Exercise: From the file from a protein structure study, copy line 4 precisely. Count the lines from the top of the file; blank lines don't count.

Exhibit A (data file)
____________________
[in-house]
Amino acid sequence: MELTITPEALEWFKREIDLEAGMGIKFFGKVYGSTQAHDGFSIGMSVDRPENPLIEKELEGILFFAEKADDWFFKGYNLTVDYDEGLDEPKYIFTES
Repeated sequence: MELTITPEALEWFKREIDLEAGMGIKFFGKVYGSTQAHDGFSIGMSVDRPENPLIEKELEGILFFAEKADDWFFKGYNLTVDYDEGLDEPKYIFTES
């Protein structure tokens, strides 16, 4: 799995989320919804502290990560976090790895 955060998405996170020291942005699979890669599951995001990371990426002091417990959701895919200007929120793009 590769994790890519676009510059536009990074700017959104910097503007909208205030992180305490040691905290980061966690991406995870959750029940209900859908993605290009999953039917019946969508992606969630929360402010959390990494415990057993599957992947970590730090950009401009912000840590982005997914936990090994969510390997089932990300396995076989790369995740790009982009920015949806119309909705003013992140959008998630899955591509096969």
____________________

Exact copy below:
């Protein structure tokens, strides 16, 4: 799995989320919804502290990560976090790895 955060998405996170020291942005699979890669599951995001990371990426002091417990959701895919200007929120793009 590769994790890519676009510059536009990074700017959104910097503007909208205030992180305490040691905290980061966690991406995870959750029940209900859908993605290009999953039917019946969508992606969630929360402010959390990494415990057993599957992947970590730090950009401009912000840590982005997914936990090994969510390997089932990300396995076989790369995740790009982009920015949806119309909705003013992140959008998630899955591509096969």